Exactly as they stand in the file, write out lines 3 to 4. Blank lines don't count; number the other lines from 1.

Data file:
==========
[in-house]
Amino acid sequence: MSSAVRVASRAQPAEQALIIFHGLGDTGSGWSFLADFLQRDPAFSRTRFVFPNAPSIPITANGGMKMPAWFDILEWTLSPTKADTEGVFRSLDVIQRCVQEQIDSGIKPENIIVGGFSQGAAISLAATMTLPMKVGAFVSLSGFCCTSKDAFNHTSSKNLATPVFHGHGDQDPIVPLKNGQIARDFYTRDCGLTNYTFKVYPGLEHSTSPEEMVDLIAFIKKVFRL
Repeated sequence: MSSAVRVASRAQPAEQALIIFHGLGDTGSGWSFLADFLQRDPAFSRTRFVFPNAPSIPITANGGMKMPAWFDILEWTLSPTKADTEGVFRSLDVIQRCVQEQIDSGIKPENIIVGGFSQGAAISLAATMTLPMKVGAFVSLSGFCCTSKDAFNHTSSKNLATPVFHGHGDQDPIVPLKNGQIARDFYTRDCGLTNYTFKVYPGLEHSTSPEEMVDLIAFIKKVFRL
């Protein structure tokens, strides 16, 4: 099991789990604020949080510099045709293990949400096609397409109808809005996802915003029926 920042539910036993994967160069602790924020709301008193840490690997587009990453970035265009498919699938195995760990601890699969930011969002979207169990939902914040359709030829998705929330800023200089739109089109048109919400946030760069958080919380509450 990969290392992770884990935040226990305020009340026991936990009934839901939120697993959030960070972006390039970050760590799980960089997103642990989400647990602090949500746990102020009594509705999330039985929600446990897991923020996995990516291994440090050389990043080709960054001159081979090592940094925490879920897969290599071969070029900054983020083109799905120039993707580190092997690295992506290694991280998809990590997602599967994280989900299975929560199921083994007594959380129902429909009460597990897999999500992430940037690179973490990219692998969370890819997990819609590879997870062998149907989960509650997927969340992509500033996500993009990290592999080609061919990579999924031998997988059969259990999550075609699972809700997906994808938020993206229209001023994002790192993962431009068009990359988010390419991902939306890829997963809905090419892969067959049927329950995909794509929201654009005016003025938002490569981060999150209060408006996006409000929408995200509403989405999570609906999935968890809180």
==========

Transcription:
Repeated sequence: MSSAVRVASRAQPAEQALIIFHGLGDTGSGWSFLADFLQRDPAFSRTRFVFPNAPSIPITANGGMKMPAWFDILEWTLSPTKADTEGVFRSLDVIQRCVQEQIDSGIKPENIIVGGFSQGAAISLAATMTLPMKVGAFVSLSGFCCTSKDAFNHTSSKNLATPVFHGHGDQDPIVPLKNGQIARDFYTRDCGLTNYTFKVYPGLEHSTSPEEMVDLIAFIKKVFRL
């Protein structure tokens, strides 16, 4: 099991789990604020949080510099045709293990949400096609397409109808809005996802915003029926 920042539910036993994967160069602790924020709301008193840490690997587009990453970035265009498919699938195995760990601890699969930011969002979207169990939902914040359709030829998705929330800023200089739109089109048109919400946030760069958080919380509450 990969290392992770884990935040226990305020009340026991936990009934839901939120697993959030960070972006390039970050760590799980960089997103642990989400647990602090949500746990102020009594509705999330039985929600446990897991923020996995990516291994440090050389990043080709960054001159081979090592940094925490879920897969290599071969070029900054983020083109799905120039993707580190092997690295992506290694991280998809990590997602599967994280989900299975929560199921083994007594959380129902429909009460597990897999999500992430940037690179973490990219692998969370890819997990819609590879997870062998149907989960509650997927969340992509500033996500993009990290592999080609061919990579999924031998997988059969259990999550075609699972809700997906994808938020993206229209001023994002790192993962431009068009990359988010390419991902939306890829997963809905090419892969067959049927329950995909794509929201654009005016003025938002490569981060999150209060408006996006409000929408995200509403989405999570609906999935968890809180």